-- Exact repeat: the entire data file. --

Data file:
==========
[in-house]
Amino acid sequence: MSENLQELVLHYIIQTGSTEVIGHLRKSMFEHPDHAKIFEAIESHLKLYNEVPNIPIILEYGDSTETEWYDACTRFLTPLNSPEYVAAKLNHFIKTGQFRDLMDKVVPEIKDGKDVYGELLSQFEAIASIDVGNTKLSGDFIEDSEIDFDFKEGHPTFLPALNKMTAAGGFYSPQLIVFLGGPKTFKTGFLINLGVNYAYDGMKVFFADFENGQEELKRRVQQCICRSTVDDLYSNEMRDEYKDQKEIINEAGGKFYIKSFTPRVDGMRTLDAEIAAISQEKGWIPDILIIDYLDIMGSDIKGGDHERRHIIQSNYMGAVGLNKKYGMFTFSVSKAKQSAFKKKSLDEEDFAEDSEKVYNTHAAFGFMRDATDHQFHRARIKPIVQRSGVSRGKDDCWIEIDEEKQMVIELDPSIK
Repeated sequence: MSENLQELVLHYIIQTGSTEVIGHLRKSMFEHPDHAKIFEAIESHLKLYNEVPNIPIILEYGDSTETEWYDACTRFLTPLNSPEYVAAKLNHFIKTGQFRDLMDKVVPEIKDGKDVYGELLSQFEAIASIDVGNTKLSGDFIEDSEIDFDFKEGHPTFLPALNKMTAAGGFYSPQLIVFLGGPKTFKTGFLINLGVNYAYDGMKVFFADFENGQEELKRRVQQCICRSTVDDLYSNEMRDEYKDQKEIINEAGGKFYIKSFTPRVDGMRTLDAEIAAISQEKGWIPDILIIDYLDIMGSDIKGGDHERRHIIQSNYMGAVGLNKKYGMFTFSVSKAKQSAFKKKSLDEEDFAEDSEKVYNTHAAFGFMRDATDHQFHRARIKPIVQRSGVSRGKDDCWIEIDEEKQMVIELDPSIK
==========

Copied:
[in-house]
Amino acid sequence: MSENLQELVLHYIIQTGSTEVIGHLRKSMFEHPDHAKIFEAIESHLKLYNEVPNIPIILEYGDSTETEWYDACTRFLTPLNSPEYVAAKLNHFIKTGQFRDLMDKVVPEIKDGKDVYGELLSQFEAIASIDVGNTKLSGDFIEDSEIDFDFKEGHPTFLPALNKMTAAGGFYSPQLIVFLGGPKTFKTGFLINLGVNYAYDGMKVFFADFENGQEELKRRVQQCICRSTVDDLYSNEMRDEYKDQKEIINEAGGKFYIKSFTPRVDGMRTLDAEIAAISQEKGWIPDILIIDYLDIMGSDIKGGDHERRHIIQSNYMGAVGLNKKYGMFTFSVSKAKQSAFKKKSLDEEDFAEDSEKVYNTHAAFGFMRDATDHQFHRARIKPIVQRSGVSRGKDDCWIEIDEEKQMVIELDPSIK
Repeated sequence: MSENLQELVLHYIIQTGSTEVIGHLRKSMFEHPDHAKIFEAIESHLKLYNEVPNIPIILEYGDSTETEWYDACTRFLTPLNSPEYVAAKLNHFIKTGQFRDLMDKVVPEIKDGKDVYGELLSQFEAIASIDVGNTKLSGDFIEDSEIDFDFKEGHPTFLPALNKMTAAGGFYSPQLIVFLGGPKTFKTGFLINLGVNYAYDGMKVFFADFENGQEELKRRVQQCICRSTVDDLYSNEMRDEYKDQKEIINEAGGKFYIKSFTPRVDGMRTLDAEIAAISQEKGWIPDILIIDYLDIMGSDIKGGDHERRHIIQSNYMGAVGLNKKYGMFTFSVSKAKQSAFKKKSLDEEDFAEDSEKVYNTHAAFGFMRDATDHQFHRARIKPIVQRSGVSRGKDDCWIEIDEEKQMVIELDPSIK